• Filling cavities that are not causing pain
  • Teeth whitening procedures
  • Restorative dental procedures such as crowns, bridges, dentures, and dental implants
  • Aesthetic dental procedures such as veneers, crowns, and dental implants

What should you do in the meantime?

While you wait for your postponed dental checkup, it’s important to continue your daily oral health routine of brushing and flossing to prevent the occurrence of minor dental issues that can’t be addressed immediately. It’s also a good idea to avoid, if possible, activities that might lead to dental injuries, such as certain sports and dangerous home projects.

How should you maintain good oral health when you’re sick with coronavirus or another illness?

If you have been diagnosed with COVID-19 (or suspect you have, in the absence of a test), or another severe illness like the flu, it’s important to maintain your daily oral health routine as much as you’re able. Other suggestions to follow if you’re sick include:

  • Buy sugar-free cough drops instead of drops that contain sugar or fructose, which can lead to cavities
  • Stay hydrated to avoid dry mouth, which increases the risk of cavities
  • Buy a new toothbrush to use after the sickness passes

Not sure if you need an emergency or urgent dental appointment?

If you have a moderate to severe dental issue and you’re not sure if it’s serious enough for a dental appointment, the easiest way to find out is to ask. At San Diego Periodontics & Implant Dentistry, we are open to care for emergency and urgent dental conditions, and we can help you determine whether it’s necessary to make an appointment. For more information, give us a call at (619) 543-0905.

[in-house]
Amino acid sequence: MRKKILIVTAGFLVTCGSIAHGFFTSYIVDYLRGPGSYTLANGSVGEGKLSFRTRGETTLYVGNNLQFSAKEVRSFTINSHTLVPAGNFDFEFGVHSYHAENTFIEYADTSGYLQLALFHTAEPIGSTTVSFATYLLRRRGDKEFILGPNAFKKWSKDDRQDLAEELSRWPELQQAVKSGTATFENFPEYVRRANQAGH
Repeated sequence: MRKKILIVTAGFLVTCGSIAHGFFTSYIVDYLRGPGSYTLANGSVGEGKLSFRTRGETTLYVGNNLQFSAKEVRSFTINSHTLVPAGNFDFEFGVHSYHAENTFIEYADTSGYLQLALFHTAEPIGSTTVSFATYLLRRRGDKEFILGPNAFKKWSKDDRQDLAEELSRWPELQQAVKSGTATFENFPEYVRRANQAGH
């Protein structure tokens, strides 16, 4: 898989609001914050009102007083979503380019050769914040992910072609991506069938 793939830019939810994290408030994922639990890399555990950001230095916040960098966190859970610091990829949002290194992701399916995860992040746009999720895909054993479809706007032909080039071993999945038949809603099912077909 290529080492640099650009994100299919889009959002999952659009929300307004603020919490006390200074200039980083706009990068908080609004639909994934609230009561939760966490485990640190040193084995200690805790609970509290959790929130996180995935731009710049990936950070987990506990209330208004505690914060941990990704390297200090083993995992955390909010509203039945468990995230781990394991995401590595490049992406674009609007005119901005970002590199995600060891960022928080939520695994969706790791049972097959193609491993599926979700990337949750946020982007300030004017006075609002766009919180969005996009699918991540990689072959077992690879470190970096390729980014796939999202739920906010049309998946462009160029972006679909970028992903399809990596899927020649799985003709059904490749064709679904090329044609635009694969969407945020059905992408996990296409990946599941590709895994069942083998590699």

Does Charcoal Toothpaste Work and is It Safe

Health fads are nothing new, but oral health products tend to be immune from new trend hype, likely because good oral health is pretty simple: brush and floss daily, and get twice-yearly dental exams. However, charcoal’s recent hype as the newest big thing in wellness and cosmetics has infiltrated the world of dental care, with an explosion of charcoal-based products that claim to whiten teeth “naturally.” 

You’ll probably see several different brands of charcoal toothpaste in stores, with bold claims on the packages promising a brilliant white smile. Before trying any new health trend, it’s a good idea to research such claims. In the spirit of informed consumerism, here’s what you should know about charcoal toothpaste.

What is charcoal toothpaste?